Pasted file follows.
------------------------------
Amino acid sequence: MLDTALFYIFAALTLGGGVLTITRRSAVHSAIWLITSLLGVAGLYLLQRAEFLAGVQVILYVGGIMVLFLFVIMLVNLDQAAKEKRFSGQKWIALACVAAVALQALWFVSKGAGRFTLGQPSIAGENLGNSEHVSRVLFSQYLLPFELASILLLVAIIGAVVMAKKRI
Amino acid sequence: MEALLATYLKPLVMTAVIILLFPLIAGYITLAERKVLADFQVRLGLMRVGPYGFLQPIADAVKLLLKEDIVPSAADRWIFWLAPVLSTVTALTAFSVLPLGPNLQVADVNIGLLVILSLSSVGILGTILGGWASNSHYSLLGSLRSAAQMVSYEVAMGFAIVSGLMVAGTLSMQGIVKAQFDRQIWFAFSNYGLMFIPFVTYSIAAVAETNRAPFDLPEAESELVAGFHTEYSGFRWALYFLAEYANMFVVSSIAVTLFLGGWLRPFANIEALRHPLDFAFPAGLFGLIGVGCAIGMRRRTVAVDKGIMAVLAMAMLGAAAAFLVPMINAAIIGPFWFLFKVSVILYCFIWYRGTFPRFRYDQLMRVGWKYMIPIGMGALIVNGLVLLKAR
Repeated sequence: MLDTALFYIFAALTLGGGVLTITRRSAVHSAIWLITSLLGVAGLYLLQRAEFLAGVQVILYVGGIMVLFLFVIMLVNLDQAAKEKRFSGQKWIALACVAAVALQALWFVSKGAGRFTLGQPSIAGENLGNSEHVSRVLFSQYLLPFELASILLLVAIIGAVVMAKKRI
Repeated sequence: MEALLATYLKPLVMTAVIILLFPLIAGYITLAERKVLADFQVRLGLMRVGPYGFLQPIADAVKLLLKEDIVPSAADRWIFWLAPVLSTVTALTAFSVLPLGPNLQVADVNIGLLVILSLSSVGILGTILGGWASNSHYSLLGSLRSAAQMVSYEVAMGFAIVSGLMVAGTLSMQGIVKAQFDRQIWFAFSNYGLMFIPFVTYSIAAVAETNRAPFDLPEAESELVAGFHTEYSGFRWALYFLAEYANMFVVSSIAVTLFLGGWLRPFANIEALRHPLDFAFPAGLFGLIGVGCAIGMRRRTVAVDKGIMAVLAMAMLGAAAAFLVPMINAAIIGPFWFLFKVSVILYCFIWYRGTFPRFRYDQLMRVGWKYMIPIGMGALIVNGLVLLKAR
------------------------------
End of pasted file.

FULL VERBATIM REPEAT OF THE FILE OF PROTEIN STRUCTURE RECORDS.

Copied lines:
Amino acid sequence: MLDTALFYIFAALTLGGGVLTITRRSAVHSAIWLITSLLGVAGLYLLQRAEFLAGVQVILYVGGIMVLFLFVIMLVNLDQAAKEKRFSGQKWIALACVAAVALQALWFVSKGAGRFTLGQPSIAGENLGNSEHVSRVLFSQYLLPFELASILLLVAIIGAVVMAKKRI
Amino acid sequence: MEALLATYLKPLVMTAVIILLFPLIAGYITLAERKVLADFQVRLGLMRVGPYGFLQPIADAVKLLLKEDIVPSAADRWIFWLAPVLSTVTALTAFSVLPLGPNLQVADVNIGLLVILSLSSVGILGTILGGWASNSHYSLLGSLRSAAQMVSYEVAMGFAIVSGLMVAGTLSMQGIVKAQFDRQIWFAFSNYGLMFIPFVTYSIAAVAETNRAPFDLPEAESELVAGFHTEYSGFRWALYFLAEYANMFVVSSIAVTLFLGGWLRPFANIEALRHPLDFAFPAGLFGLIGVGCAIGMRRRTVAVDKGIMAVLAMAMLGAAAAFLVPMINAAIIGPFWFLFKVSVILYCFIWYRGTFPRFRYDQLMRVGWKYMIPIGMGALIVNGLVLLKAR
Repeated sequence: MLDTALFYIFAALTLGGGVLTITRRSAVHSAIWLITSLLGVAGLYLLQRAEFLAGVQVILYVGGIMVLFLFVIMLVNLDQAAKEKRFSGQKWIALACVAAVALQALWFVSKGAGRFTLGQPSIAGENLGNSEHVSRVLFSQYLLPFELASILLLVAIIGAVVMAKKRI
Repeated sequence: MEALLATYLKPLVMTAVIILLFPLIAGYITLAERKVLADFQVRLGLMRVGPYGFLQPIADAVKLLLKEDIVPSAADRWIFWLAPVLSTVTALTAFSVLPLGPNLQVADVNIGLLVILSLSSVGILGTILGGWASNSHYSLLGSLRSAAQMVSYEVAMGFAIVSGLMVAGTLSMQGIVKAQFDRQIWFAFSNYGLMFIPFVTYSIAAVAETNRAPFDLPEAESELVAGFHTEYSGFRWALYFLAEYANMFVVSSIAVTLFLGGWLRPFANIEALRHPLDFAFPAGLFGLIGVGCAIGMRRRTVAVDKGIMAVLAMAMLGAAAAFLVPMINAAIIGPFWFLFKVSVILYCFIWYRGTFPRFRYDQLMRVGWKYMIPIGMGALIVNGLVLLKAR